Evoking false beliefs about autobiographical experience.

Journal Article (Journal Article)

In two experiments, we demonstrate that laboratory procedures can evoke false beliefs about autobiographical experience. After shallowly processing photographs ofreal-world locations, participants returned 1 week (Experiments 1 and 2) or 3 weeks (Experiment 2) later to evaluate whether they had actually visited each of a series of new and old pictured locations. Mundane and unique scenes from an unfamiliar college campus (Duke or SMU) were shown zero, one, or two times in the first session. Prior exposure increased participants' beliefs that they had visited locations that they had never actually visited. Furthermore, participants gave higher visit ratings to mundane than to unique scenes, and this did not vary with exposure frequency or delay. This laboratory procedure for inducing autobiographical false beliefs may have implications for better understanding various illusions of recognition.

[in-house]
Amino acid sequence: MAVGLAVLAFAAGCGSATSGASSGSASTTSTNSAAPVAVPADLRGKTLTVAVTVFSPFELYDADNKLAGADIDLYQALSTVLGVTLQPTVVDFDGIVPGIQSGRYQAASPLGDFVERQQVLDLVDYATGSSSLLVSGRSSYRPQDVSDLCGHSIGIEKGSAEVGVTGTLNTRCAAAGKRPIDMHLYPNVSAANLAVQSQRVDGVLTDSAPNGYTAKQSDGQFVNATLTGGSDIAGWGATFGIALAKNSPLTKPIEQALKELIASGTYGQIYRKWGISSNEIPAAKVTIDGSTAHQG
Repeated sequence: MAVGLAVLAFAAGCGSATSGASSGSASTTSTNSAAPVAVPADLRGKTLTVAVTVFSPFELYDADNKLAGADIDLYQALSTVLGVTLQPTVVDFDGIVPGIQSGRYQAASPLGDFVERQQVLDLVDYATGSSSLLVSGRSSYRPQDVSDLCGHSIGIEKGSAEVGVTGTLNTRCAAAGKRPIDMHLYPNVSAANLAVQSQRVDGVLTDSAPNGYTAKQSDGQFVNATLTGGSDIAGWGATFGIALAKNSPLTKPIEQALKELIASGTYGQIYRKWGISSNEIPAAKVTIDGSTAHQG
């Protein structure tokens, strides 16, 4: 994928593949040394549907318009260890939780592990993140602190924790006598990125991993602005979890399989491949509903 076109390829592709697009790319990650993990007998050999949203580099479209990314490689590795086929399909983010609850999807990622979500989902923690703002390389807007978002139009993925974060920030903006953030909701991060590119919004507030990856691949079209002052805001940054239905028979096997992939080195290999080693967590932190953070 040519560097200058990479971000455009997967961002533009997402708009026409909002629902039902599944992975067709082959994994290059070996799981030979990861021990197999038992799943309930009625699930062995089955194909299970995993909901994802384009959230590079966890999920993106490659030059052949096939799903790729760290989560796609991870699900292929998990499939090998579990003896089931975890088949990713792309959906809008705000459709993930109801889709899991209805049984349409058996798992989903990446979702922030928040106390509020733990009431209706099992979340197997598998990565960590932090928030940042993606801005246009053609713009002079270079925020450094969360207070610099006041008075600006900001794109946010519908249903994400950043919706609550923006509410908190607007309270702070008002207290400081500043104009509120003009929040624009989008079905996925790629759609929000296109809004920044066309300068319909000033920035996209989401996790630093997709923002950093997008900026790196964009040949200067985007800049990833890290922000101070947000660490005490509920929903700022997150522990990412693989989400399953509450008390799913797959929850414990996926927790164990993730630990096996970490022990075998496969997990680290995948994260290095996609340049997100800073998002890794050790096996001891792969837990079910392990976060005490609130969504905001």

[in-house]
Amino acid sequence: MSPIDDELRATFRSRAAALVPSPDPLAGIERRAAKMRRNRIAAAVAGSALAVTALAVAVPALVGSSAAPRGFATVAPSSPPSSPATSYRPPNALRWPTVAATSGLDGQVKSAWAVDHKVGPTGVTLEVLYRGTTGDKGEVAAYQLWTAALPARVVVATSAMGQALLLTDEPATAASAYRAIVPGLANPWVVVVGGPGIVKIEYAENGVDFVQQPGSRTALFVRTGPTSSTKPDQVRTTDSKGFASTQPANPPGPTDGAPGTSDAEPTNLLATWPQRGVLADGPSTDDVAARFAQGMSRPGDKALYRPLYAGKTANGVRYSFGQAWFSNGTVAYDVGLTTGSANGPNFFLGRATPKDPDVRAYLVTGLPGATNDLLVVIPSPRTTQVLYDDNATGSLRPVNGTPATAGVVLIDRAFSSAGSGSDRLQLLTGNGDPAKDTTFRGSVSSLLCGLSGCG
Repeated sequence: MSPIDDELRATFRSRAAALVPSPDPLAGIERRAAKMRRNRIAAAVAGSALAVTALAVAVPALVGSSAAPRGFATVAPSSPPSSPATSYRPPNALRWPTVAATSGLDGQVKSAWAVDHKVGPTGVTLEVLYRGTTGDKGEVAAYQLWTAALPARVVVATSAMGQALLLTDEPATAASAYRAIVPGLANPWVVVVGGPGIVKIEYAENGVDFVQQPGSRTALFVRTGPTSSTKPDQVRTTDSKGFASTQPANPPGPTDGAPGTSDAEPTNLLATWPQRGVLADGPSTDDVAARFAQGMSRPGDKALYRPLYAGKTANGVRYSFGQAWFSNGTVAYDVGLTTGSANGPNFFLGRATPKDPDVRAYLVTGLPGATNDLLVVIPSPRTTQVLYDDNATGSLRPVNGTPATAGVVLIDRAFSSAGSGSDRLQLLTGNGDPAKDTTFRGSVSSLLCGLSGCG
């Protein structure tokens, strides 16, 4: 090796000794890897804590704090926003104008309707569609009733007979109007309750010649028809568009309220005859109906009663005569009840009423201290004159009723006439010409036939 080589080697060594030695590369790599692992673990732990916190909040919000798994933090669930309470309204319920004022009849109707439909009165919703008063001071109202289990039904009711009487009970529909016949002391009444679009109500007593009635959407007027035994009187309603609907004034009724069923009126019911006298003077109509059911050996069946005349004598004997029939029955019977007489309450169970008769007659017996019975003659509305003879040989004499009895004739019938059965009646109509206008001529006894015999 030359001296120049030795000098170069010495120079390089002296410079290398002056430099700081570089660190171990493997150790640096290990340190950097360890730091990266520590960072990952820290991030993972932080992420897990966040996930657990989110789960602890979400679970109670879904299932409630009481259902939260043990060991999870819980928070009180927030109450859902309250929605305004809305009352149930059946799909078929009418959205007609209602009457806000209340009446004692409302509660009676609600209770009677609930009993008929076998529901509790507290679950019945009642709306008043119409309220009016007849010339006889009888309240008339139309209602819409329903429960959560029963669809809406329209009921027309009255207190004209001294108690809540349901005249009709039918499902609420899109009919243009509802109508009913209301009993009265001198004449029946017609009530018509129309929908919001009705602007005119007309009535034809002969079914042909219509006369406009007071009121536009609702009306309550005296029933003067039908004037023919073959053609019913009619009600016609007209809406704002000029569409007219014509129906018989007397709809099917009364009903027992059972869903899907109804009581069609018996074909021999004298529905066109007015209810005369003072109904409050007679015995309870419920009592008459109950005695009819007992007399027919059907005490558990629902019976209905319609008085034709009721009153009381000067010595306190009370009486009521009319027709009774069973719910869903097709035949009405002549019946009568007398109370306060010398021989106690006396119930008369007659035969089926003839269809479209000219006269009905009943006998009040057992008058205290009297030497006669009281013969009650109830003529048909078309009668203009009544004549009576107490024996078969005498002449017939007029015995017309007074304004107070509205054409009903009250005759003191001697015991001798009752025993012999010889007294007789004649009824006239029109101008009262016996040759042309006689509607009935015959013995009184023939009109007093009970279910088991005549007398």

Full Text

Duke Authors

Cited Authors

  • Brown, AS; Marsh, EJ

Published Date

  • February 2008

Published In

Volume / Issue

  • 15 / 1

Start / End Page

  • 186 - 190

PubMed ID

  • 18605501

Electronic International Standard Serial Number (EISSN)

  • 1531-5320

International Standard Serial Number (ISSN)

  • 1069-9384

Digital Object Identifier (DOI)

  • 10.3758/pbr.15.1.186


  • eng